Promotion of circRNA Formation by Cyclic-Acting Elements
Partial introns on both sides of circRNA exons contain reverse complementary sequences that can form RNA double chains side by side at shear sites (22). Finally, two kinds of different circRNAs with or without introns are formed by variable shearing. In general, a nucleotide sequence of 30–40 nt in length can promote the cyclization of circRNAs. Furthermore, exons inside can also compete for RNA pairing and ultimately form different types of circRNAs via variable shearing.
Regulation of circRNA Formation by RNA-Binding Proteins (RBPs)
In Drosophila melanogaster, MBL protein (23) can promote the formation of circRNAs by binding to the introns flanking an exon. Some studies (24) have shown that hundreds of circRNAs are regulated during the process of the epithelial-mesenchymal transition (EMT), and the looping formations of more than one-third of circRNAs are dynamically regulated by the splicing factor, Quaking (QKI). The effect of QKI on circRNA abundance depends on the binding motif of the QKI intron. Critically, the addition of a QKI motif is sufficient to re-induce the formation of circRNA from a linear splicing transcript. In contrast to the effect of QKI protein, high expression of ADAR1 protein (22) can inhibit the formation of circRNAs by destroying the RNA pairing flanking the exon.
Some exon-derived circRNAs are localized in the cytoplasm and contain both ribosome-binding sites and evolutionarily conserved termination codons. Exon-derived circRNAs also share the start codon of the host mRNA, which indicates that hundreds of endogenous circRNAs have translation potential (25), and some of their translation products can carry out functions. Previous studies have confirmed that many (31 out of 132) proteins encoded in ribosomal-related circRNAs (ribo-circRNAs) contain at least one identifiable protein domain. Furthermore, circRNA, such as circMbl, can be translated in a cap-independent manner in vitro (26). The same phenomenon is found for circ-ZNF609, which is associated with multiple ribosomes. Circ-ZNF609 translates protein in a splicing-dependent and cap-independent manner. This gene controls the proliferation of primary myoblasts and is the key regulatory factor of their growth (27).
Molecular Biological Functions of circRNAs
Efficient microRNA Sponges
One of the most important molecular biological functions of circRNAs is that they indirectly affect the expression of target gene mRNAs by binding to microRNAs (miRNAs). As an important regulator at the post-transcriptional level, the function of miRNAs is mainly to downregulate or hinder the translation of target genes (mRNAs) by binding to the complementary 3′-end non-coding region located on the target mRNA (28, 29). As miRNA sponges, most circRNAs play an important role in transcriptional and translational regulation of mRNAs by competing for intracellular miRNAs (30, 31).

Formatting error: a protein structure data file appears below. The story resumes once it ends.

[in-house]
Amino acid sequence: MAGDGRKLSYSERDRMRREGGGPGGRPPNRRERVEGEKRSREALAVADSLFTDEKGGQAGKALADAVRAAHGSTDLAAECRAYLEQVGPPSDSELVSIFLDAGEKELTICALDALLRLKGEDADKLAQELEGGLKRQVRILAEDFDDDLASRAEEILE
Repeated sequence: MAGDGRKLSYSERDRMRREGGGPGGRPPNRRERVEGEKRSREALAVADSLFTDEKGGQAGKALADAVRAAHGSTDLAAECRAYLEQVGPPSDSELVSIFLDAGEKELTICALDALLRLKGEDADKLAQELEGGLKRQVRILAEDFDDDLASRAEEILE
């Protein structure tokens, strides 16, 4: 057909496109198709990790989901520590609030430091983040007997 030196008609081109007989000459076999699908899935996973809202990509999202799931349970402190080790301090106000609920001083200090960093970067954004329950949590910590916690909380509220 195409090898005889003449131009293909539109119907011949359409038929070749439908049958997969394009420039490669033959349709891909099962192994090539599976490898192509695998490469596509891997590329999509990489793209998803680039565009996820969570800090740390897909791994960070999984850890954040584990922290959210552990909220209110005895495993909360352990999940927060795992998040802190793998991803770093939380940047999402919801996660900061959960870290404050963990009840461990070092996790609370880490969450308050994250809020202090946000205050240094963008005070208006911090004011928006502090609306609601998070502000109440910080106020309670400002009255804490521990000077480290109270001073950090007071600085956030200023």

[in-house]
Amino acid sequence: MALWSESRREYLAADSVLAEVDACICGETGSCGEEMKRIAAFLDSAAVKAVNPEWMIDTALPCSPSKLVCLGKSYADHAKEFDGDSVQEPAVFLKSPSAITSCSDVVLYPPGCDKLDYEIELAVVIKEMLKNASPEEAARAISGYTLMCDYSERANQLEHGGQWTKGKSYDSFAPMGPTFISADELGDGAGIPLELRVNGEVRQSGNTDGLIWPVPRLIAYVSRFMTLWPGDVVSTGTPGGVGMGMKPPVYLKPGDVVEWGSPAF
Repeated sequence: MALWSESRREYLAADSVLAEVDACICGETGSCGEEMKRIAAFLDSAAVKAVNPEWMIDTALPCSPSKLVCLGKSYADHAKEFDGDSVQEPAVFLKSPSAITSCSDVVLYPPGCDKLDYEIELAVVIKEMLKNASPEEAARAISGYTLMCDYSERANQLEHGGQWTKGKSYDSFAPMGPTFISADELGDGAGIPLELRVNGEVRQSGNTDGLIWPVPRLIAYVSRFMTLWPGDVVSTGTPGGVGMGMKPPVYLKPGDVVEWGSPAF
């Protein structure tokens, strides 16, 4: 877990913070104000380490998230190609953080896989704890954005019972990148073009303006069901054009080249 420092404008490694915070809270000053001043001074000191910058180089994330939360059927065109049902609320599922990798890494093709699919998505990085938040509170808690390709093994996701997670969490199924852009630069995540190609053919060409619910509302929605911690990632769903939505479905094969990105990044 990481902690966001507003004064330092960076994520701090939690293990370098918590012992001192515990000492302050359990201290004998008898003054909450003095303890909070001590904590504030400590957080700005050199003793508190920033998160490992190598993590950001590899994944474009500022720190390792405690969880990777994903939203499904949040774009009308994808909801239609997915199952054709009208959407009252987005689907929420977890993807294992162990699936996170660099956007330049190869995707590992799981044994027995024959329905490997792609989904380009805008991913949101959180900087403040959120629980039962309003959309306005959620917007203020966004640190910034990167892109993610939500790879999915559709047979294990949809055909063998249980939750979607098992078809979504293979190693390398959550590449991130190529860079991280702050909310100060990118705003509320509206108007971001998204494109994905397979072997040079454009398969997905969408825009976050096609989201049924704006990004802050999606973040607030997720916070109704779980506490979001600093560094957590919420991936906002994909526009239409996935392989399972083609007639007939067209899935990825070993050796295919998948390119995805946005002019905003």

Among these miRNA sponges, Cdr1as circRNA is highly expressed and stable. It contains more than 70 conserved miRNA response elements (MREs) of miR-7 and one MRE of miR-671, which are then widely combined with AGO2, a key element of gene silencing. Bezzi and colleagues (32) provided evidence to support the functional association among Cdr1as, miR-7, and its target gene. A plasmid expressing Cdr1as was injected into zebrafish embryos to knockdown the expression of miR-7. This effect was partially rescued by injecting miR-7 precursor. At the same time, miR-671 indirectly influenced the expression level of the miR-7 by triggering the degradation of Cdr1as. The interaction between circRNAs and miRNAs plays an important role in tumors, such as breast cancer, liver cancer and cervical cancer (31–35). Han et al. found that circMTO1 was significantly downregulated in human hepatocellular carcinoma (HCC) (36). Silencing of circMTO1, a miRNA-9 sponge, in patients with HCC downregulated the expression of the miRNA9 target gene, p21, thereby promoting the proliferation and invasion of HCC cells. Furthermore, the survival time of HCC cells with low expression of circMTo1 was reduced. This study also found that miRNA9 inhibitors could block the silencing effect of circMTO1. These findings suggest that cycMTO1 may be used as an objective evaluation index of survival prognosis of HCC and may be a potential target for liver cancer treatment. In addition to circMTO1 acting as a sponge for miRNA-9 in HCC, hsa-circRNA-103809 (37) was also found to participate in the pathological mechanism of HCC. It could be used as a sponge for miR-377-3p to increase the expression of its target gene [fibroblast growth factor receptor 1 (FGFR1)] and promoted the proliferation and invasion of HCC cells. Moreover, hsa-circRNA-103809 short-hairpin RNA could act as a tumor inhibitor by downregulating FGFR1 in HCC.